A Critical Analysis Of Martin Luther King's Letter From Birmingham Jail

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Critical Analysis of Martin Luther King’s Letter from Birmingham Jail The Letter form the Birmingham jail is one of the greatest piece written my Mr. King today, pointing out various laws which were called unjust laws to the Negros community in Birmingham. After many steps considered to reach a conclusion of demonstration to point out the awareness of these unjust laws. African Americans where given the 14th amendment and laws where established to fight for the black Civil Rights in the early 60’s, but discrimination in social establishments, public places and other areas where still encountered. Mr. King elaborating in his letter the different incidents that points to discrimination, from police violence…show more content…
King while leading protests against that city's, states, and region's segregationist policies, policies that were in violation of Constitutional provisions (the 13th, 14th, and 15th Amendments) and the 1954 Supreme Court decision Brown v. Board of Education. The story of this phase of the Civil Rights movement is well-known and hardly requires repeating here. Out of this imprisonment came one of the ennobling documents of recent American history, the Letter from Birmingham Jail a document drawing on, appealing to, reaffirming, explaining, and extending the living tradition of the Declaration, the Constitution, the speeches and achievements of Lincoln, the reforming zeal of Bryan and the two Roosevelt’s, and the commitments of American lives to two world wars. It also drew explicitly and eloquently on the Judeo-Christian tradition, containing a profound recognition of the religious source of ethics that had been central to most of the Founding Fathers (and especially to Washington, Adams, Hamilton, Madison, and Jay), Lincoln, Bryan, and America's twentieth-century Presidents. (The devout Franklin Roosevelt told his devout Labor Secretary Frances Perkins in 1944 that the Protestant theologian "Kierkegaard explains the Nazis to me as nothing else ever has. The letter proceeds with different emotional appeals directed at different audiences. Though the letter was primarily written in response to a Call for Unity of the 8 clergymen, he took this advantage to…show more content…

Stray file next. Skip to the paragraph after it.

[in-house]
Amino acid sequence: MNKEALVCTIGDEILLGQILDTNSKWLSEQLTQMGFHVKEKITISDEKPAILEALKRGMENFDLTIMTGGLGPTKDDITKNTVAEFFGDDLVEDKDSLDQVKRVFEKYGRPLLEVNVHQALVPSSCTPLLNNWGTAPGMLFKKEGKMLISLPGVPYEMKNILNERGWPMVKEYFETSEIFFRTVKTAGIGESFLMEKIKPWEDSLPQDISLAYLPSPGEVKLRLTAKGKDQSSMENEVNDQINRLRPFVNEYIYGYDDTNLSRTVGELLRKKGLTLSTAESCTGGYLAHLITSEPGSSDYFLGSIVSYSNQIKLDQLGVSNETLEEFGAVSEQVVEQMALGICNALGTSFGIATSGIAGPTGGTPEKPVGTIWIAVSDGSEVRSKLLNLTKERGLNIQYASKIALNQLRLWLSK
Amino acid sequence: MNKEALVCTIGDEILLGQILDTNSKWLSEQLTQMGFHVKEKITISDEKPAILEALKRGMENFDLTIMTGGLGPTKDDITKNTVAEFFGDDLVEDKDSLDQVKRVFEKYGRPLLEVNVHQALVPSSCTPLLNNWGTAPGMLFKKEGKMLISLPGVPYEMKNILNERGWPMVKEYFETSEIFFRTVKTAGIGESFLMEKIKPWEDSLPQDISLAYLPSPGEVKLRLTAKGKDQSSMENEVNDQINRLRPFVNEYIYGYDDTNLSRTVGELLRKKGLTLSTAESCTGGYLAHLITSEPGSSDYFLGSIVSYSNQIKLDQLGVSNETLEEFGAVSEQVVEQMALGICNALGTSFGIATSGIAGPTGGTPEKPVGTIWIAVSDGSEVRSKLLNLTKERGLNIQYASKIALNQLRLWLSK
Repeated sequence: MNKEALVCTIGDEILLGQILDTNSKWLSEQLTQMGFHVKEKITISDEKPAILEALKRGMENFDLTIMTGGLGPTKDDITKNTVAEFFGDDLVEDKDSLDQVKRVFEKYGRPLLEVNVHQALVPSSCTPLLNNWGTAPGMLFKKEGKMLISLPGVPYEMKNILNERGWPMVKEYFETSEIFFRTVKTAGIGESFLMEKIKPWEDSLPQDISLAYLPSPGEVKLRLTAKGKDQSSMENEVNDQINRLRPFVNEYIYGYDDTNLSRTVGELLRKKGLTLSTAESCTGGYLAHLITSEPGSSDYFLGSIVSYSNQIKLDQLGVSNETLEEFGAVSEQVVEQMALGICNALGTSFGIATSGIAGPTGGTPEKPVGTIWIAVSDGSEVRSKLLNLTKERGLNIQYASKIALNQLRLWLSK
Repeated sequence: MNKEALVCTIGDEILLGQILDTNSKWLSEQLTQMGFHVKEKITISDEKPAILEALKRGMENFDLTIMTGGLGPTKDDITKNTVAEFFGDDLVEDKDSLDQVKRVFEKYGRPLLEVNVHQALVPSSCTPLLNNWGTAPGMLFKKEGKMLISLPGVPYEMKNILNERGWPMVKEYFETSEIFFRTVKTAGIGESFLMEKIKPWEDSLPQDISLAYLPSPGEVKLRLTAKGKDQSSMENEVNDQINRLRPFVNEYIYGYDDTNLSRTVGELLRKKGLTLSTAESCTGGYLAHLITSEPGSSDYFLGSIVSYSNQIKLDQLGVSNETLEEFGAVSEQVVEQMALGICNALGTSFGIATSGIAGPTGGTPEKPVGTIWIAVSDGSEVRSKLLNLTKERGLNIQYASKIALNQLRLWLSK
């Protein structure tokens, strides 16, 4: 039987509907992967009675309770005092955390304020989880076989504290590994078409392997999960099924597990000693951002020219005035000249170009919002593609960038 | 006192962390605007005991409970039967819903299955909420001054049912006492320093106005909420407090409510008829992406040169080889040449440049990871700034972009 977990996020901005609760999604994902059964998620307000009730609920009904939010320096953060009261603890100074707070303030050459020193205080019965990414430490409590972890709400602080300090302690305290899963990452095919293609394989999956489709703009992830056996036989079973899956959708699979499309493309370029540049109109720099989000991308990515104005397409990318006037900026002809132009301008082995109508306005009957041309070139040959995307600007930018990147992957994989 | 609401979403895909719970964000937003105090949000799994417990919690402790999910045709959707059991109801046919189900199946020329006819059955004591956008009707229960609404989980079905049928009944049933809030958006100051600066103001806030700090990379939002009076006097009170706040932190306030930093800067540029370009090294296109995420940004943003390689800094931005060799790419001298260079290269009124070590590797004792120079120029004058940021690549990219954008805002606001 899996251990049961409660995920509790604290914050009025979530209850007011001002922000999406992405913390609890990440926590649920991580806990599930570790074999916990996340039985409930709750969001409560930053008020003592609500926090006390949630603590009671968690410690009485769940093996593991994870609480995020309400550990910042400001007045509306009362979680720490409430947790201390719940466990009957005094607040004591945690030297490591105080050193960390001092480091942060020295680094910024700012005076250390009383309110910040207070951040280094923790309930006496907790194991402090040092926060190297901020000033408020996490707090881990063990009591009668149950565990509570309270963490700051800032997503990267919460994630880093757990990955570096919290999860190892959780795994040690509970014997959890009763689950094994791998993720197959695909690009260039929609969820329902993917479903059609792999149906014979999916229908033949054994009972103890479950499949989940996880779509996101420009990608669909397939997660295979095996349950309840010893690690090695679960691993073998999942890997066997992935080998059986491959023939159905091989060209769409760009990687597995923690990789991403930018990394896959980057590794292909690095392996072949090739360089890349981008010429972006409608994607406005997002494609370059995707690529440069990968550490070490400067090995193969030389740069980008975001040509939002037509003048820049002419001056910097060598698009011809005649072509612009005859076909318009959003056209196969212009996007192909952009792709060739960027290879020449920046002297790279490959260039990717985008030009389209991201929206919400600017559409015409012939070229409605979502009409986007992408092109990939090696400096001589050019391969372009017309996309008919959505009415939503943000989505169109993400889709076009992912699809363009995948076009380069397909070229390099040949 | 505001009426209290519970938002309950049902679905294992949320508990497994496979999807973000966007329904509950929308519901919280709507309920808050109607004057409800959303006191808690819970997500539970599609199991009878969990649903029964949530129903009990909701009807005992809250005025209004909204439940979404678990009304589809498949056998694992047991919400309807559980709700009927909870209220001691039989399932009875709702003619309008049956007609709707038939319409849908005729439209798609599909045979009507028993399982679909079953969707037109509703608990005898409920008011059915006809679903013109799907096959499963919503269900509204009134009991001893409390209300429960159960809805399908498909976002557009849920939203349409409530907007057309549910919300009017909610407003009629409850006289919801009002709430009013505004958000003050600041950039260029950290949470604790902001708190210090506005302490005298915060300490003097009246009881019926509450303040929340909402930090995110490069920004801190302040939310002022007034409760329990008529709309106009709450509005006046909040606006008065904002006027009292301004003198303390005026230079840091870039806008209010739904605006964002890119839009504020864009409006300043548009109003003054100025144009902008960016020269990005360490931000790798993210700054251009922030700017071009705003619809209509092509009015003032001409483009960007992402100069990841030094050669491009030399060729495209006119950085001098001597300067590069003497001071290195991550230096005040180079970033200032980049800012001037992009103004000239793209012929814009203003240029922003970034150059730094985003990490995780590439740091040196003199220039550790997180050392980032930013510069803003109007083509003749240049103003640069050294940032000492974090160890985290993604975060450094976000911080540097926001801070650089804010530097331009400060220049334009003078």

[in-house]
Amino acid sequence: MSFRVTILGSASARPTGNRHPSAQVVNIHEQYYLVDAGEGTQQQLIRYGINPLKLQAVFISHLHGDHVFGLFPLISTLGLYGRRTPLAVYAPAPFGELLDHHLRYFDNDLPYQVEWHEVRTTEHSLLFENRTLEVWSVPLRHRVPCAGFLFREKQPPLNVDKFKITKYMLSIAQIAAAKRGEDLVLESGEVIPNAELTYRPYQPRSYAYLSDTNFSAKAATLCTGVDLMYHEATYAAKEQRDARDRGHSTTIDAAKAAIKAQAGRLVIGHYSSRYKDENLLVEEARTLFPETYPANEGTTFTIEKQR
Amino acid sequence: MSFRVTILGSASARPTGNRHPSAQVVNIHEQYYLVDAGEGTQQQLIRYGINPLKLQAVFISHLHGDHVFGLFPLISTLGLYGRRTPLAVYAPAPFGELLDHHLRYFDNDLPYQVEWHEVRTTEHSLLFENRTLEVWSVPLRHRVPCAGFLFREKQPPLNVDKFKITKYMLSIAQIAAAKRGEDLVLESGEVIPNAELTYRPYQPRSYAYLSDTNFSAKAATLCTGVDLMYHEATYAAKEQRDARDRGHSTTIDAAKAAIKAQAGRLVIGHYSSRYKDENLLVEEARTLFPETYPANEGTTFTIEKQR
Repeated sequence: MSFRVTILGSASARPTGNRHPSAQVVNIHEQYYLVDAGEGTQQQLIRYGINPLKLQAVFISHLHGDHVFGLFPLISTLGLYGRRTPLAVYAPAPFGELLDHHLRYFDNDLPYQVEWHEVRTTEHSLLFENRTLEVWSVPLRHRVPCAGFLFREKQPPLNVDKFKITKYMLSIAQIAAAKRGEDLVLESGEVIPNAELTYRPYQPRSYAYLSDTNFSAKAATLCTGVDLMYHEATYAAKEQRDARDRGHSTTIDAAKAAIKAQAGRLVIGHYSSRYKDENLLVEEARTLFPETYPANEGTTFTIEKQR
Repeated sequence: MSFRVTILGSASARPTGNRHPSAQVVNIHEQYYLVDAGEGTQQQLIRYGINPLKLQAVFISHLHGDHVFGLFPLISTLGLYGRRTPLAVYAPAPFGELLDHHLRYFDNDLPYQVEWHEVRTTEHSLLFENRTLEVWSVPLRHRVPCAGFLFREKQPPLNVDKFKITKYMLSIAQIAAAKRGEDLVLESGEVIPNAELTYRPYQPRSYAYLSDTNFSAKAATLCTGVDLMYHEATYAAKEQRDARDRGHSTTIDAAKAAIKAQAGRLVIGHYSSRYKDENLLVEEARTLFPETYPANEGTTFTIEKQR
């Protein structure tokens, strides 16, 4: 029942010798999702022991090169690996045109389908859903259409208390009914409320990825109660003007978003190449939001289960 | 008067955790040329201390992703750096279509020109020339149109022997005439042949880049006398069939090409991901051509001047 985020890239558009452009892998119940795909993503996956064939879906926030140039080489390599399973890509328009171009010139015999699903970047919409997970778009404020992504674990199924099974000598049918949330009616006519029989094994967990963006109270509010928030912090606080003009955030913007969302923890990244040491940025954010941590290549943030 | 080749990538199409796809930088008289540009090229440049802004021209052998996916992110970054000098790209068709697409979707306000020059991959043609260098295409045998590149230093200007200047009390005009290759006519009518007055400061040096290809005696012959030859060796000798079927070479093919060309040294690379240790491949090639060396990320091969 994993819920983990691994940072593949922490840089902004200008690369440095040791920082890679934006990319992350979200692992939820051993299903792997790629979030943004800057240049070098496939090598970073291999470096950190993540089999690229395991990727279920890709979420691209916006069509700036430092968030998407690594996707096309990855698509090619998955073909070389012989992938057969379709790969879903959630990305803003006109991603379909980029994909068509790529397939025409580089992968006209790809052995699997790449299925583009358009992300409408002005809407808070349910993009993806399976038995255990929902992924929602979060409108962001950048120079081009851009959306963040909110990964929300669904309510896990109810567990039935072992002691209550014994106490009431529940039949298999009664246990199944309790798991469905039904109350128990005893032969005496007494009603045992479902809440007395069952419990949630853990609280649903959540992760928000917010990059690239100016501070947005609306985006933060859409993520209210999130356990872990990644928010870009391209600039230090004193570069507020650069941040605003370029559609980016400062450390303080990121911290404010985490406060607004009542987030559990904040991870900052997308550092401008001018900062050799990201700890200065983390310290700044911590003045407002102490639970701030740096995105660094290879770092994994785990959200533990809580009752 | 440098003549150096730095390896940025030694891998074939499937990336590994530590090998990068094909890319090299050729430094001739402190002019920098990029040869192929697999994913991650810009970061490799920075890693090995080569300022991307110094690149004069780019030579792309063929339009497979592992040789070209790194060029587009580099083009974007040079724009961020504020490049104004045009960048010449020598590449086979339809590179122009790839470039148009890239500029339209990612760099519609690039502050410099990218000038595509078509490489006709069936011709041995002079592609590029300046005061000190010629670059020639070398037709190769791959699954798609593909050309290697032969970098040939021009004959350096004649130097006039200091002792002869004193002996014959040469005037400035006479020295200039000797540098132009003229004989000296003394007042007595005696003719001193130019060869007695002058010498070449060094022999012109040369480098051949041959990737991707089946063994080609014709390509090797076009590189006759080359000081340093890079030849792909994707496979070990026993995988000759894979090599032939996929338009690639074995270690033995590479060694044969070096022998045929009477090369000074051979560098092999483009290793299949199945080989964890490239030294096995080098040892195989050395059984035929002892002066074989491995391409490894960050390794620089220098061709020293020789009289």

They have carved a tunnel of hope through the dark mountain of disappointment” (Rev Martin Luther King 728). However the clergy men who express their disapproval of his actions do so because they feel he is causing trouble and breaking the law. He argues that the laws of the segregated south are unjust therefore should not be accepted or followed. He explains the difference between God's laws and unjust, man-made laws created to persecute the black race, and how it is his duty to fight against such laws
In particular, the black community has waited long enough. Mr. King insists that the black man has waited “more than 340 years” for justice, and he then launches into a litany of abuses that his people have suffered both over time and in his present
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